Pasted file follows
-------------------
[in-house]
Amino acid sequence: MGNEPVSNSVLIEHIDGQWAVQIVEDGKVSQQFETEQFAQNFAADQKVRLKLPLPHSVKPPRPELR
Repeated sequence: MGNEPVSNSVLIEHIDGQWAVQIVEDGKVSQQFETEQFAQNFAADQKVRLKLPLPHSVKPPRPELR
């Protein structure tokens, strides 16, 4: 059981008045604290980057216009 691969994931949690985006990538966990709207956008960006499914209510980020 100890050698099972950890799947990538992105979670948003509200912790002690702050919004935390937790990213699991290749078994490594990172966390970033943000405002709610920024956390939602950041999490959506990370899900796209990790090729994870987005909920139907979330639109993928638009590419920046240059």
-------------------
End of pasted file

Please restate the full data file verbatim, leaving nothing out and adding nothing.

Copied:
[in-house]
Amino acid sequence: MGNEPVSNSVLIEHIDGQWAVQIVEDGKVSQQFETEQFAQNFAADQKVRLKLPLPHSVKPPRPELR
Repeated sequence: MGNEPVSNSVLIEHIDGQWAVQIVEDGKVSQQFETEQFAQNFAADQKVRLKLPLPHSVKPPRPELR
């Protein structure tokens, strides 16, 4: 059981008045604290980057216009 691969994931949690985006990538966990709207956008960006499914209510980020 100890050698099972950890799947990538992105979670948003509200912790002690702050919004935390937790990213699991290749078994490594990172966390970033943000405002709610920024956390939602950041999490959506990370899900796209990790090729994870987005909920139907979330639109993928638009590419920046240059």